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Jets’ Maurice, Penguins’ Johnston have teams headed in right direction

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Christopher Horner | Trib Total Media
Penguins coach Mike Johnston talks with assistant coack Rick Tocchet on the bench during a game against the Stars on Thursday, Oct. 16, 2014, at Consol Energy Center.
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Christopher Horner | Trib Total Media
Penguins coach Mike Johnston talks with Patric Hornqvist and Sidney Crosby after calling a timeout during the third period against the Stars on Thursday, Oct. 16, 2014, at Consol Energy Center.
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Winnipeg Jets coach Paul Maurice disputes a call during the third period against the Nashville Predators in an NHL hockey game Tuesday, Nov. 4, 2014, in Winnipeg, Manitoba. The Jets won 3-1. (AP Photo/The Canadian Press, John Woods)

WINNIPEG, Manitoba — One has been a head coach since 1995 and a veteran of more than 1,100 games with three franchises.

The other hasn’t hit the five-month mark of his first NHL head coaching gig.

Yet despite the disparate resumes, there’s no denying that Winnipeg’s Paul Maurice and The Penguins’ Mike Johnston have made immediate impacts on their clubs.

“I think it’s just a matter of how they come into the room and present themselves,” Jets defenseman Mark Scheifele said. “The way Paul does it, he has so much respect. When he comes into a room, he really commands it. He shows how much he cares. I think he instills that in all of us, to really care about each guy in this room.”

The Jets fired Claude Noel and hired Maurice on Jan. 12, 2014, and Maurice guided Winnipeg to wins in nine of its next 11 games. Winnipeg finished the year on an 18-12-5 run.

A 5-0-1 stretch with only six goals allowed has Winnipeg within two points of the Central Division lead this season, and an aura of confidence created by Maurice has been one of the biggest reasons.

“For us, it’s a guy who has come in with a lot of games under his belt, a lot of experience,” said Jets forward Chris Thorburn, a former Penguin. “For us as a young group, taking his wisdom and putting it on the ice, it’s been working out good, especially late.”

One link between the two is that they have both worked for current Penguins general manager Jim Rutherford, in Maurice’s case on multiple occasions.

Maurice was part of the Hartford-to-Carolina relocation in 1997-98 and was fired 30 games into the 2003-04 season. He spent two years as head coach of Toronto and then was rehired by the Hurricanes in 2008-09 — replacing his replacement from 2003, Peter Laviolette — then fired again in 2011.Penguins forward Craig Adams played for Hurricanes during Maurice’s first stint there and noticed how well he communicated well with players.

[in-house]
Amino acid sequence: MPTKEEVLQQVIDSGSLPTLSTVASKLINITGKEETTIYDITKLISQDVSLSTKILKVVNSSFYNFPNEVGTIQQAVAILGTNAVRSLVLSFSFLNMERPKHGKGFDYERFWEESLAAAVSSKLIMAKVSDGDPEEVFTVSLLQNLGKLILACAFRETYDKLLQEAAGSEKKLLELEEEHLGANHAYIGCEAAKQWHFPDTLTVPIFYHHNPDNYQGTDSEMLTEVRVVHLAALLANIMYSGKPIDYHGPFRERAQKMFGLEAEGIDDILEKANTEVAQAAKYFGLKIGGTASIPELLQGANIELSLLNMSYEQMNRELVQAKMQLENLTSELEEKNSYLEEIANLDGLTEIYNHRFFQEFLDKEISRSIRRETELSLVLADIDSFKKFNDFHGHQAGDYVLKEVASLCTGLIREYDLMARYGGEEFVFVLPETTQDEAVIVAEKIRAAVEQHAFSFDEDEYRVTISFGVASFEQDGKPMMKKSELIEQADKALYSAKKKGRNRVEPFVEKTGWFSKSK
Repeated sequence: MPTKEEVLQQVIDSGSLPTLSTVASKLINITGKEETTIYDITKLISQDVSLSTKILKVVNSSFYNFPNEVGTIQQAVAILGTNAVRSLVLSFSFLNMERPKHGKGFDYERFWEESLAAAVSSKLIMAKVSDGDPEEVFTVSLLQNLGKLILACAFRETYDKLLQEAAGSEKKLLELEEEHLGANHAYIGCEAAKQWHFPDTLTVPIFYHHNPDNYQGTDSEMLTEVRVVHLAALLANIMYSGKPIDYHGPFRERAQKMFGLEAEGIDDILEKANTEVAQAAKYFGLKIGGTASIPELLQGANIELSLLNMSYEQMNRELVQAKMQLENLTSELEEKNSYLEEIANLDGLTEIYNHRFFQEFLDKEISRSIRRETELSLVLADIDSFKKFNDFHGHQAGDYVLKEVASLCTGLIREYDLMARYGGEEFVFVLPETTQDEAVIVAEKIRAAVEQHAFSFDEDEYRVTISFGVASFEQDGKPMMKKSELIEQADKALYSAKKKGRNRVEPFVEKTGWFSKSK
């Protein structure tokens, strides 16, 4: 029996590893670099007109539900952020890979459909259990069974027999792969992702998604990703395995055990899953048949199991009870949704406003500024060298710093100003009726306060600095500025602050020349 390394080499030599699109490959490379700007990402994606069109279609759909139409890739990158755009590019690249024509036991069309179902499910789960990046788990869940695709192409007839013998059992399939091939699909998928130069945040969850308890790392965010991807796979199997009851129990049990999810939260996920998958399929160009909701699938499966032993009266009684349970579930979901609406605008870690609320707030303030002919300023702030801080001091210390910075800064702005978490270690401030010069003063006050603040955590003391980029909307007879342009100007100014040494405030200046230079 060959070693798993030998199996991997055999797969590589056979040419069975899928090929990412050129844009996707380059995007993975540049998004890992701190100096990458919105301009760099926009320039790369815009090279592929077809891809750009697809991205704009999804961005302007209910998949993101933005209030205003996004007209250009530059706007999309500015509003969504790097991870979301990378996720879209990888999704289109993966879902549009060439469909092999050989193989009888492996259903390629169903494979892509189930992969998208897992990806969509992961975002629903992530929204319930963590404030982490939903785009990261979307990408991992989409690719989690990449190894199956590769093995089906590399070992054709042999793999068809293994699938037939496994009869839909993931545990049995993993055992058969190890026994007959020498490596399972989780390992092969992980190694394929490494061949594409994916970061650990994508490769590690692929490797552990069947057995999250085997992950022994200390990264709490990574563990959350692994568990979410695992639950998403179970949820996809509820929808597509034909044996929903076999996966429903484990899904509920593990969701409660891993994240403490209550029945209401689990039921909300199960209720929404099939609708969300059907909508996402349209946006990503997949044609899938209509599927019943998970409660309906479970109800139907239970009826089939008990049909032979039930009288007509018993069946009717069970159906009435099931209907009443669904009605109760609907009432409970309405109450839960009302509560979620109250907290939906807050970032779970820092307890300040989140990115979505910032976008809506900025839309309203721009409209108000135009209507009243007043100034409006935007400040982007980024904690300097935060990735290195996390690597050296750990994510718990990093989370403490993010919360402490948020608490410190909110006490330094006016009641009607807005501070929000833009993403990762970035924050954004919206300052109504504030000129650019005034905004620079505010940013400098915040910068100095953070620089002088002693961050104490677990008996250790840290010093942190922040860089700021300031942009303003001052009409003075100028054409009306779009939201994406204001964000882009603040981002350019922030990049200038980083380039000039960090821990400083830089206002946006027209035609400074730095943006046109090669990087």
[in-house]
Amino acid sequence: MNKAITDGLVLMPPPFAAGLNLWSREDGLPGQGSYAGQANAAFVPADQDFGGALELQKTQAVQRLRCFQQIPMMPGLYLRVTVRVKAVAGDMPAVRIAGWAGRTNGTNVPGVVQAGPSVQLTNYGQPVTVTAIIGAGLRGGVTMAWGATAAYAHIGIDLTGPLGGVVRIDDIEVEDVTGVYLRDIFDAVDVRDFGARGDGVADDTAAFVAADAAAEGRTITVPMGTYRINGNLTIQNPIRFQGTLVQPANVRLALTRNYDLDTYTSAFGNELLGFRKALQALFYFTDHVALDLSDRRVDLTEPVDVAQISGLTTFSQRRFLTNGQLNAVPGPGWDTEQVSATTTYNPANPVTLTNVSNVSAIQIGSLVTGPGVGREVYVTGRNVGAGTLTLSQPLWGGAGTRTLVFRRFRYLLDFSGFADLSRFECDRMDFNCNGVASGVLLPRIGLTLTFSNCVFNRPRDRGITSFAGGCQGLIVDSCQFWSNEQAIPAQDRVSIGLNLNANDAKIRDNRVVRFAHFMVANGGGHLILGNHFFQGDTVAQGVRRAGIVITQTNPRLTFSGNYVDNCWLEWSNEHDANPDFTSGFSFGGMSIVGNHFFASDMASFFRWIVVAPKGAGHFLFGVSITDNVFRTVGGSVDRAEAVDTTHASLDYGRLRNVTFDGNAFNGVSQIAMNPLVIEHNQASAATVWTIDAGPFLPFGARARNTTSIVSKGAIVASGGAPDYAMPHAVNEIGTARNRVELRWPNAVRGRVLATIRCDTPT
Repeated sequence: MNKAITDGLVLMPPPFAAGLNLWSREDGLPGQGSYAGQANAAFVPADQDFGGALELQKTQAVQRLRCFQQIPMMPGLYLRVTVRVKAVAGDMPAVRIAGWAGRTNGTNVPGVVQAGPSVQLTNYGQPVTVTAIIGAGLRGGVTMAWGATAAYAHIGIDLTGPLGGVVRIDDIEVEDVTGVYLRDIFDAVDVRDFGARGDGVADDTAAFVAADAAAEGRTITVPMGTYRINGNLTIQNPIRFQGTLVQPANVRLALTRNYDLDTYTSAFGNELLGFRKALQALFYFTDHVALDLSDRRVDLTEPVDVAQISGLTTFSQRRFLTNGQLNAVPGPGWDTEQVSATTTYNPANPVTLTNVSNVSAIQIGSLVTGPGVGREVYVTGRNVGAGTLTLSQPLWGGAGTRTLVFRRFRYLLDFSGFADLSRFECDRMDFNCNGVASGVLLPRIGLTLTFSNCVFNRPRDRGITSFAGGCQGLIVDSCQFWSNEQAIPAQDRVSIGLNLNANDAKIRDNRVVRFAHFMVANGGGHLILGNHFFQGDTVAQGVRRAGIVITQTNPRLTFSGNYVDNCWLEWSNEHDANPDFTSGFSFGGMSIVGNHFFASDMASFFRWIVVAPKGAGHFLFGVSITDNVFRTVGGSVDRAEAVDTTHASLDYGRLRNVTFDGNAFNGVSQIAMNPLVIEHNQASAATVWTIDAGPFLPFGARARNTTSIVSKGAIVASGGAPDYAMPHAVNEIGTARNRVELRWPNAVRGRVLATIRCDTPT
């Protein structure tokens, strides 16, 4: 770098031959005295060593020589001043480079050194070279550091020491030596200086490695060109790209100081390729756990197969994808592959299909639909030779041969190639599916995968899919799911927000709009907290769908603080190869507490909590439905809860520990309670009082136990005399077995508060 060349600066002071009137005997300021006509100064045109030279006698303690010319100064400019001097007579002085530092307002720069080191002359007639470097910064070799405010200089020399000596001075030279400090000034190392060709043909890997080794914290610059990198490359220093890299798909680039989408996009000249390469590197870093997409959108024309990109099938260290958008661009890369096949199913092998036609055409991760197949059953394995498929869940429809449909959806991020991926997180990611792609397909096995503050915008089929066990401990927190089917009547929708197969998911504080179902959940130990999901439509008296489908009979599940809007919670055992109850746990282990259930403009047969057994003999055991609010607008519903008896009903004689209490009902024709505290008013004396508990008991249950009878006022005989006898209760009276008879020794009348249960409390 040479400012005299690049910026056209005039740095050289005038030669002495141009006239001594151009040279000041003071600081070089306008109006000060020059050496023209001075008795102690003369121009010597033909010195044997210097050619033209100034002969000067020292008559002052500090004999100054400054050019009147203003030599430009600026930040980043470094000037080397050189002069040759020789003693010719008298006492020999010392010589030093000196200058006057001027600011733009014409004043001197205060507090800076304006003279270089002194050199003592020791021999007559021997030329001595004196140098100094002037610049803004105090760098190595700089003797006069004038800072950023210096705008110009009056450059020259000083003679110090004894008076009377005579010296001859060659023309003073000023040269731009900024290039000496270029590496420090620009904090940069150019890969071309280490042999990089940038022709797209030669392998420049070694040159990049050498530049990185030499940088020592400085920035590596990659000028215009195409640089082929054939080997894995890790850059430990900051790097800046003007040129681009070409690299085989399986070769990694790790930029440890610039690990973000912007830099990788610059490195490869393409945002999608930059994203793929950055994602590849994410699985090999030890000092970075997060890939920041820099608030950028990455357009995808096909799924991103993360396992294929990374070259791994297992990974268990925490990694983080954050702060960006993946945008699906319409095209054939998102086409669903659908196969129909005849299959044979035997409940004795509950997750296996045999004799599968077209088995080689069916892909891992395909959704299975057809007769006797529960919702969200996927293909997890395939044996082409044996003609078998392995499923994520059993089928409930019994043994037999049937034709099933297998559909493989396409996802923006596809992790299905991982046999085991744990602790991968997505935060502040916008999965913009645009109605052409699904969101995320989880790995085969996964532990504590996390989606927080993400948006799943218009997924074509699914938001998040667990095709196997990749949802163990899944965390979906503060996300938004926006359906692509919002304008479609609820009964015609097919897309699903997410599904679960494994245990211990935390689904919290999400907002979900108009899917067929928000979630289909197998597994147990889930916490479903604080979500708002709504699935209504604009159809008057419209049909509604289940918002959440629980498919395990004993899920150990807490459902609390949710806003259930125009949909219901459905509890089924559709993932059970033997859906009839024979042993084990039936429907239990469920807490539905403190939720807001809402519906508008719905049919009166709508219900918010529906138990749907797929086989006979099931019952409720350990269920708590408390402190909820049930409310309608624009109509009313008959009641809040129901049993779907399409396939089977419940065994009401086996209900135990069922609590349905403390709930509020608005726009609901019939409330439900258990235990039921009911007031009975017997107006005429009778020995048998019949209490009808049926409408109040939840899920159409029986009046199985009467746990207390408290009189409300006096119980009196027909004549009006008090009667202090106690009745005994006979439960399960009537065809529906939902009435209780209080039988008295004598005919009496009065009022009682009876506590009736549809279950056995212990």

“He’s going to let the guys know what’s expected of them,” Adams said. “You could see when he came in last year they really turned things around pretty well.”

The Penguins’ regular-season record didn’t need much work, but it’s hard to deny what Mike Johnston’s uptempo approach has yielded thus far: the best power play in the league by far at 41.3 percent prior to Thursday’s game, the league’s best offense with 45 goals in 11 games and plenty of production from the team’s stars.

Not bad for someone whose previous NHL experience was as an assistant in Vancouver and Los Angeles.

“I never really watched his teams play a lot because I was in the West when he was coaching in the East,” Johnston said of Maurice. “Certainly, I’ve watched him lately, and I like their structure and their team play.

“That’s what you always look for when you’re pre-scouting a team, how much structure do they have, how much identity do they have to their game? I see a lot in the Winnipeg Jets now, and it’s starting to evolve.

“I’m sure he’s pleased with where they’re heading, especially in the last five or six games.”

Sounds familiar?

Jason Mackey is a staff writer for Trib Total Media. Reach him at [email protected] or via Twitter @Mackey_Trib.

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